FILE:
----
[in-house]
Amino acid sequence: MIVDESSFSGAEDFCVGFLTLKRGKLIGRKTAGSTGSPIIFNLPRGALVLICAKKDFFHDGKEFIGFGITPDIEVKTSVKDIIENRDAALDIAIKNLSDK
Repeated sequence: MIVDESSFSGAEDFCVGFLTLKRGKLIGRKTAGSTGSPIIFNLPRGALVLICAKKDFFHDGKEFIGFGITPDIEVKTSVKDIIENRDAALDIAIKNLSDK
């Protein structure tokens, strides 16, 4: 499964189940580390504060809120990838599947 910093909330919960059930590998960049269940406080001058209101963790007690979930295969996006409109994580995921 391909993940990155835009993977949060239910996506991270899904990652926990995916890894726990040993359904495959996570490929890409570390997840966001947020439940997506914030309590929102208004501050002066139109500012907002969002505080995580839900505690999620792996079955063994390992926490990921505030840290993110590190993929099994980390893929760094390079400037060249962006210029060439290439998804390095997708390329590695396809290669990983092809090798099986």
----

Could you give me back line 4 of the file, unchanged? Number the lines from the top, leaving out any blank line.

């Protein structure tokens, strides 16, 4: 499964189940580390504060809120990838599947 910093909330919960059930590998960049269940406080001058209101963790007690979930295969996006409109994580995921 391909993940990155835009993977949060239910996506991270899904990652926990995916890894726990040993359904495959996570490929890409570390997840966001947020439940997506914030309590929102208004501050002066139109500012907002969002505080995580839900505690999620792996079955063994390992926490990921505030840290993110590190993929099994980390893929760094390079400037060249962006210029060439290439998804390095997708390329590695396809290669990983092809090798099986």